• During the first week of the June work period, the House will take up legislation to enact a national Red Flag law that would prevent those who pose a threat to themselves or others from being able to legally possess a firearm.

Senate Republicans should listen to the American people and work with Democrats on common-sense gun legislation that will take important steps towards ending gun violence in America.
Polls show Americans want action on common-sense gun legislation

The issue is that so many liberals on the court and in the media are pushing the Supreme court to issue opinions based on polls rather than the law founded on the Constitution.

The court isn’t there to issue opinions based on what the people want.

The court is there to issue opinions based on the law.

If the people want to get a different result, they have to change the law. And that is their problem.

As much as the liberals and gun rights infringers want to ban or restrict firearm ownership they can’t. They intend to write many bills and create many laws that in the end will be found unconstitutional. That won’t stop them. They know it will take years for the courts to strike down whatever they pass today.

They think that they can tax firearm ownership out of existence. They have polls that say they can. But poll taxes are unconstitutional. That likely means that firearm taxes will be found unconstitutional at some point.

They think that they can expand “sensitive locations” to encompass so many places that it is impossible to travel with a firearm. If a bar is defined as a sensitive location as well as a bubble 50 yards in radius that would put most cities and towns off limits. I doubt you could walk through any part of NYC that isn’t within 50 yards (or 100 yards) of a bar.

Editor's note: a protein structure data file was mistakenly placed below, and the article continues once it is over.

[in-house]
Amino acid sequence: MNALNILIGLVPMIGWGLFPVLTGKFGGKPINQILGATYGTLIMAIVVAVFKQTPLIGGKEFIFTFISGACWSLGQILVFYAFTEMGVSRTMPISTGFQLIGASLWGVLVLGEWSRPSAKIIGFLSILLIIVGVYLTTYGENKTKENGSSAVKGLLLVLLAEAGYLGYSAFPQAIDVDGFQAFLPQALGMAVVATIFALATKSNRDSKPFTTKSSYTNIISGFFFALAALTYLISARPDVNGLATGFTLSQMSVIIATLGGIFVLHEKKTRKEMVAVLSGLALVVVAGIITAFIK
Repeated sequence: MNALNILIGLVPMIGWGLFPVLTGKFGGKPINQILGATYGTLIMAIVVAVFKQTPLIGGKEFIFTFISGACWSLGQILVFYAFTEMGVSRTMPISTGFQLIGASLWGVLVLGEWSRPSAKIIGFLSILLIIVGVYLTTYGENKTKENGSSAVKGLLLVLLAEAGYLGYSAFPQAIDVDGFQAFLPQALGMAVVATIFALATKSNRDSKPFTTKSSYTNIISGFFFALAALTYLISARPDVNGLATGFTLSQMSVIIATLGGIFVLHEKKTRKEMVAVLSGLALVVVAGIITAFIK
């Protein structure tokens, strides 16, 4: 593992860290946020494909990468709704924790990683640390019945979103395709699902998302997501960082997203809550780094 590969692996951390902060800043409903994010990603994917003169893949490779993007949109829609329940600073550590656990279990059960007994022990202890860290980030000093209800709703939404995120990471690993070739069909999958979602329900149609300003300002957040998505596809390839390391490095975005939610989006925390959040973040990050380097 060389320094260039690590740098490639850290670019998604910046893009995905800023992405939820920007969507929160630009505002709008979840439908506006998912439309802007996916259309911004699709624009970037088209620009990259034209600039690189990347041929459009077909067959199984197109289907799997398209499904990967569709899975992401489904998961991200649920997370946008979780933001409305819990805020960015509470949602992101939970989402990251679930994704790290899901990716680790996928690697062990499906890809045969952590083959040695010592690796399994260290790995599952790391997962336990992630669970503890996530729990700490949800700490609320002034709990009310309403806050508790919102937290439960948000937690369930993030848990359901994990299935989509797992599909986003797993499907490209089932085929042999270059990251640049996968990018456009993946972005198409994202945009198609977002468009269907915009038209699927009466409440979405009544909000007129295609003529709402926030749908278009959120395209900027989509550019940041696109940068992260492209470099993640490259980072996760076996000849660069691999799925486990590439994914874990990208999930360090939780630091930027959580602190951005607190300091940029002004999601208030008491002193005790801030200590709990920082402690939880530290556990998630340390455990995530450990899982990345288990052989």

This is the type of polling that is shouted from the tree tops:

It is also worth noting that gun laws are already more representative of gun lobby clout than the will of the people. Polls show that over 90% of Americans support background checks on all gun sales, 84% want safety education required before first-time gun purchases, and 75% support a 30-day waiting period for gun purchases. Majorities want all private guns registered, a license required for purchases, and assault weapons and high-capacity ammunition magazines banned. Yet none of these stances is the law of the land. Concealed carry laws are also not reflective of public will. About 70% of Americans choose not to own a gun at all, much less carry one in public. Polls show only 12% to 22% support for allowing concealed carry without a permit.
Alternate Facts, Dueling Realities, and the Second Amendment: On NYSRPA v. Bruen

For a better article on the task of the Supreme Court, go read: Once Again: It Is Not the Supreme Court’s Job to Follow ‘Majority Public Opinion’

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By awa

6 thoughts on “Polling shows”
  1. If we were really a “nation of laws, not of men” why does it really matter who gets to be seated as a SC justice?